How is the tax system unfair?
There are several major advantages that senior couples have over senior singles:
Pension income splitting: Allows someone to transfer up to 50% of their pension income to their spouse. By doing so, one or both of them may fall into a lower tax bracket. On top of this, their lowered tax bracket may allow them to qualify for more senior benefits such as OAS and the non-refundable age amount tax credit.
RRIF/RRSP transfer: When a spouse dies, the RRIF/RRSP of that person can be transferred to the surviving spouse.
Non-refundable tax credits: Couples can claim double non-refundable tax credits – personal, age, pension income amounts, etc. – reducing their total tax payable. Couples can also transfer certain unused non-refundable tax credits, including the age and pension income amounts, to a spouse, reducing their total tax payable.
Single seniors have no similar tax breaks. Considering that financial planners have concluded that a single senior requires up to 70% of the income of a couple to maintain the same lifestyle, this is extremely unfair
2023 Finance Committee report
See Recommendation 115 on examining the measures available to seniors to ensure equitable treatment between single seniors and senior couples
Read more about the issue
How can the tax system be corrected?
To promote fairness, we recommend the following:
Recommendation 1: That the government implement a tax provision for single seniors to offset the considerable reduction in tax payable by couples applying for pension income splitting.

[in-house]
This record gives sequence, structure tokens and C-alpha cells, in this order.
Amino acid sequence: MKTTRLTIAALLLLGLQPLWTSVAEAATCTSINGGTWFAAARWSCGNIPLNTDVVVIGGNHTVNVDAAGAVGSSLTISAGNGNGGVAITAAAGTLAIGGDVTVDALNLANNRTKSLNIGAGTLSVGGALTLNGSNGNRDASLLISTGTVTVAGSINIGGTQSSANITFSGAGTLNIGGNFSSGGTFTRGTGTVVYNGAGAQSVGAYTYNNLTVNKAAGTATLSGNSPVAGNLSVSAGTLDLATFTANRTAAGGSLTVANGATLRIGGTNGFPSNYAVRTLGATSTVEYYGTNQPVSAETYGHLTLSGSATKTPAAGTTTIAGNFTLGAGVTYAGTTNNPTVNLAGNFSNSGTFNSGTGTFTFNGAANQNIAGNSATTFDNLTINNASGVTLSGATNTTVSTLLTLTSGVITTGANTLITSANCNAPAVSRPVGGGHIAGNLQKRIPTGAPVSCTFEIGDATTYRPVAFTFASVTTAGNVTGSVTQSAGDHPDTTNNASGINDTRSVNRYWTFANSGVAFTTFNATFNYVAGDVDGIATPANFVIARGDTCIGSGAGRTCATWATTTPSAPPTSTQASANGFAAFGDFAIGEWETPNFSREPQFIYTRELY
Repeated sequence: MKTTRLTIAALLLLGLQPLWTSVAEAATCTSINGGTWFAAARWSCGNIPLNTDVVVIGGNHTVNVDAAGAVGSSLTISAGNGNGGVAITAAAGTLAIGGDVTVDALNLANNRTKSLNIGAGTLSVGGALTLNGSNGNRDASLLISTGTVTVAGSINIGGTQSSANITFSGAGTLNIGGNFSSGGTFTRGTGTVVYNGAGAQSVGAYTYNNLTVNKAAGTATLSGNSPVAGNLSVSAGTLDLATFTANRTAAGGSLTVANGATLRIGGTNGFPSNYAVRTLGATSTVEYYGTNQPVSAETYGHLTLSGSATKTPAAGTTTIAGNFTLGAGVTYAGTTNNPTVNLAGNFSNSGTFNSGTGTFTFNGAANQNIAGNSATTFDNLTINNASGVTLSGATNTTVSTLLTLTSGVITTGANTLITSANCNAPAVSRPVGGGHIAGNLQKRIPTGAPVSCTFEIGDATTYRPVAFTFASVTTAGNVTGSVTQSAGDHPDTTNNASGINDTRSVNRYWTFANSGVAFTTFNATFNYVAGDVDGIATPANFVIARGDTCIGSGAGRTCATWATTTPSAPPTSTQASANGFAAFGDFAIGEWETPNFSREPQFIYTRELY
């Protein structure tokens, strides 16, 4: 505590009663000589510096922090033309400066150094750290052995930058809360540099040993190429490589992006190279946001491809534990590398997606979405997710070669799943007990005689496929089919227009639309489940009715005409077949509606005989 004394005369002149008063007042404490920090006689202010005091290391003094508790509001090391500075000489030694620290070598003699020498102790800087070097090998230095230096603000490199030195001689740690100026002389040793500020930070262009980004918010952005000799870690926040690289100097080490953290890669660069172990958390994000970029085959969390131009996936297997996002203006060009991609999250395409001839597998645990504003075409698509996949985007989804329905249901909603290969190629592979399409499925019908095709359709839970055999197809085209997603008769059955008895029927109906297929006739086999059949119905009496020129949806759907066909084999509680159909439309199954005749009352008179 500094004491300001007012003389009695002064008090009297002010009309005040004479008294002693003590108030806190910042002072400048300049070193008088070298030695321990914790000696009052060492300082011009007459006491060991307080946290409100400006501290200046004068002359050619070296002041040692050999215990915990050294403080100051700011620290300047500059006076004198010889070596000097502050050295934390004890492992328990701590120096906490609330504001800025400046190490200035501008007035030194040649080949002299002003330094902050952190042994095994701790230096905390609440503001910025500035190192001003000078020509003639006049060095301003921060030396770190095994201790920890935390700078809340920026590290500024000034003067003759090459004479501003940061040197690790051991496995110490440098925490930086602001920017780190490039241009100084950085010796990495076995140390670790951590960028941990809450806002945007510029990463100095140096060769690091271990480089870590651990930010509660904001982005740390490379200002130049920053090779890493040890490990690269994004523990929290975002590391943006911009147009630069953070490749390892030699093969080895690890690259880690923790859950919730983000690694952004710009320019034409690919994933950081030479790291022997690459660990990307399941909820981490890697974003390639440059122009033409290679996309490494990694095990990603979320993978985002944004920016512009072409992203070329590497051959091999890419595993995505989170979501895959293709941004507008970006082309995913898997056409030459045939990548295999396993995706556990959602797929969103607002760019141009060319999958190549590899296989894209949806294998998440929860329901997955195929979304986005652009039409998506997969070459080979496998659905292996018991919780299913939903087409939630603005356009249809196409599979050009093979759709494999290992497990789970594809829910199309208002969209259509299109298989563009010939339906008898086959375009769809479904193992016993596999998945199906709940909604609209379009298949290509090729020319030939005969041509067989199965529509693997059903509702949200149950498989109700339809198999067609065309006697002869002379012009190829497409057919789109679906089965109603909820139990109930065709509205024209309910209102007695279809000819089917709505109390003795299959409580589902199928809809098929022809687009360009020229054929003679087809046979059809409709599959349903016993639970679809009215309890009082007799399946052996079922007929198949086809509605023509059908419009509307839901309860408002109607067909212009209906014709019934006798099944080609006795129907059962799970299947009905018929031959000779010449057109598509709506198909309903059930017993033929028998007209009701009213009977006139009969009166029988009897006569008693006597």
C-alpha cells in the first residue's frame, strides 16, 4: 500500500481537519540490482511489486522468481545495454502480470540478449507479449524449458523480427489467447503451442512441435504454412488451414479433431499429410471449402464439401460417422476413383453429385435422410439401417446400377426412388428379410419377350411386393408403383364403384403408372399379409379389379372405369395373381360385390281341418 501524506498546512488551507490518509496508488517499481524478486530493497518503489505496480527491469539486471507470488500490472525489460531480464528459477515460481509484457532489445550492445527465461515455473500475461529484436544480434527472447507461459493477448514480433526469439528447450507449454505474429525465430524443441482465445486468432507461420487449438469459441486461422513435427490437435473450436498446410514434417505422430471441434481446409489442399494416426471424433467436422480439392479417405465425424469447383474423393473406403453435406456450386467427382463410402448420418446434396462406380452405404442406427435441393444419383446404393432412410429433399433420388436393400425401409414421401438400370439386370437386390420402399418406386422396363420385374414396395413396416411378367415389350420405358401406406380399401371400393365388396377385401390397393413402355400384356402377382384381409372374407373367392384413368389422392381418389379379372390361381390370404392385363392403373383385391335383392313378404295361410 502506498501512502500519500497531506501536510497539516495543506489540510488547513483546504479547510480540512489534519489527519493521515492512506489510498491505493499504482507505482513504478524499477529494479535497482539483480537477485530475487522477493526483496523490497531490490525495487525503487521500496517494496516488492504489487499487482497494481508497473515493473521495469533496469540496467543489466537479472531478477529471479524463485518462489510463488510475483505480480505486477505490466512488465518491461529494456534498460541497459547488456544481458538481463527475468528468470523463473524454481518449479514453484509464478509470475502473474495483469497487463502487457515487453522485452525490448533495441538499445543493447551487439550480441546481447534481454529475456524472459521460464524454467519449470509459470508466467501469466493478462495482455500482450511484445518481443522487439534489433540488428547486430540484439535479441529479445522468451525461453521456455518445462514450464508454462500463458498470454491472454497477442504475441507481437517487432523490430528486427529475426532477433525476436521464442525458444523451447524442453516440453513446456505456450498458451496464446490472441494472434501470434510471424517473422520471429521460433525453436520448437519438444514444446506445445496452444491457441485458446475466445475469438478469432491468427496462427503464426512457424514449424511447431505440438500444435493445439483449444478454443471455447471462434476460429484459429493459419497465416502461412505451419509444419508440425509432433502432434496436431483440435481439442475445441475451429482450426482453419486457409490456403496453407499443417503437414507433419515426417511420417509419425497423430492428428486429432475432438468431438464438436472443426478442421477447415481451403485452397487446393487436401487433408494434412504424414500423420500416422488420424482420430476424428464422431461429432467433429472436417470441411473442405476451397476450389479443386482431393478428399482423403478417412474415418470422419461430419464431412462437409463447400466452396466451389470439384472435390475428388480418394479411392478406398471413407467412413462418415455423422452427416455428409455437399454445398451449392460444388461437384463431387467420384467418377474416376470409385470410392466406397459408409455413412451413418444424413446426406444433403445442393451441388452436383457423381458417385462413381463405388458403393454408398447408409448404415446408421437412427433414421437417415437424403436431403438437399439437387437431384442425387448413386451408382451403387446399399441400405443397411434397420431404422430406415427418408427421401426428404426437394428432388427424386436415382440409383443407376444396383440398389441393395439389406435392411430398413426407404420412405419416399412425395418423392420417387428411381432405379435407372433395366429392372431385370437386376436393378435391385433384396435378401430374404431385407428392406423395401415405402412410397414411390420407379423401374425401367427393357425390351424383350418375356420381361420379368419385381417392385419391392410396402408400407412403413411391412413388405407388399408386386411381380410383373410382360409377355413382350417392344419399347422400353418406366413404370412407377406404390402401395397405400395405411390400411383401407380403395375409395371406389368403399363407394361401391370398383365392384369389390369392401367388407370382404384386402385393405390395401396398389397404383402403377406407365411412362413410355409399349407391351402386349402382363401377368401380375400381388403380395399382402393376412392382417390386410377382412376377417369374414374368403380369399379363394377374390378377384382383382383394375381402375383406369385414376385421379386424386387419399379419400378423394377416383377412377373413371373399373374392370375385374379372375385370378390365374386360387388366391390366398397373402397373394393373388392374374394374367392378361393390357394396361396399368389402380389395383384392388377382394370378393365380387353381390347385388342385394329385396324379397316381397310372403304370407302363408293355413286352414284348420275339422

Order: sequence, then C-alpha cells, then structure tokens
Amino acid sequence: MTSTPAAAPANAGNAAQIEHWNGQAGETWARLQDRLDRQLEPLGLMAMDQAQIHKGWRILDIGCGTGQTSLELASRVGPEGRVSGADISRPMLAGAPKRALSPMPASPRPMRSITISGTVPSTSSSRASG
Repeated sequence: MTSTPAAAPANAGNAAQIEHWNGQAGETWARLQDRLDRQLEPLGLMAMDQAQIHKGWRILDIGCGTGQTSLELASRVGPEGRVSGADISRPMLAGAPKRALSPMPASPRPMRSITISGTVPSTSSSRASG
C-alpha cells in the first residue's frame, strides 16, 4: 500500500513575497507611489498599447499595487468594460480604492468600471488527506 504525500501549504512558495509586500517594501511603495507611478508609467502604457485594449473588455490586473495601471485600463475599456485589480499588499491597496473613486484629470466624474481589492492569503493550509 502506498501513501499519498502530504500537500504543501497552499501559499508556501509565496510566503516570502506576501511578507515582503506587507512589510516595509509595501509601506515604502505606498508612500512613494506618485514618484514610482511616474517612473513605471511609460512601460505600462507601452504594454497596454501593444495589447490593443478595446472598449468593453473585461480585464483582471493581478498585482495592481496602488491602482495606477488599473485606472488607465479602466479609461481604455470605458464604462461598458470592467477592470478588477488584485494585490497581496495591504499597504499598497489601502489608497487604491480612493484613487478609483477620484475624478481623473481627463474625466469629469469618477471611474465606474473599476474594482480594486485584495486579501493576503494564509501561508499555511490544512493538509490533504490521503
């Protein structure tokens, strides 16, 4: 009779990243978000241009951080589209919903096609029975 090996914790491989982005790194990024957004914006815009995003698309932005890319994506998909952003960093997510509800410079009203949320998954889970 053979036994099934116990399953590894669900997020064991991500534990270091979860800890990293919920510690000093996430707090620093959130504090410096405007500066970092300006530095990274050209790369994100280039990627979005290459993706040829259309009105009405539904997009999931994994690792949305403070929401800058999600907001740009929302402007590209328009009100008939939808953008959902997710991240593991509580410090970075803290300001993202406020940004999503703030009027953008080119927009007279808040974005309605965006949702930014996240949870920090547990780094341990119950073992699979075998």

Recommendation 2: That the government implement a new single senior non-refundable tax credit equivalent to half of the personal amount for the applicable taxation year, e.g., 7,500 in 2023
Recommendation 3: That the government increase the pension income amount from 2,000 to 3,000 for single seniors.
Recommendation 4: That the government increase the income clawback thresholds for Old Age Security and for the age amount non-refundable tax credit for single seniors.
Recommendation 5: That the government amend the tax treatment of registered plan proceeds on the death of a single senior to allow a tax-deferred rollover to any beneficiary (regardless of relationship to the deceased) with the proviso that the proceeds be paid out, and taxable to that beneficiary, over a maximum of ten (10) years. Should the beneficiary die before the end of the ten years, the balance would be fully taxable in the year of death of that beneficiary.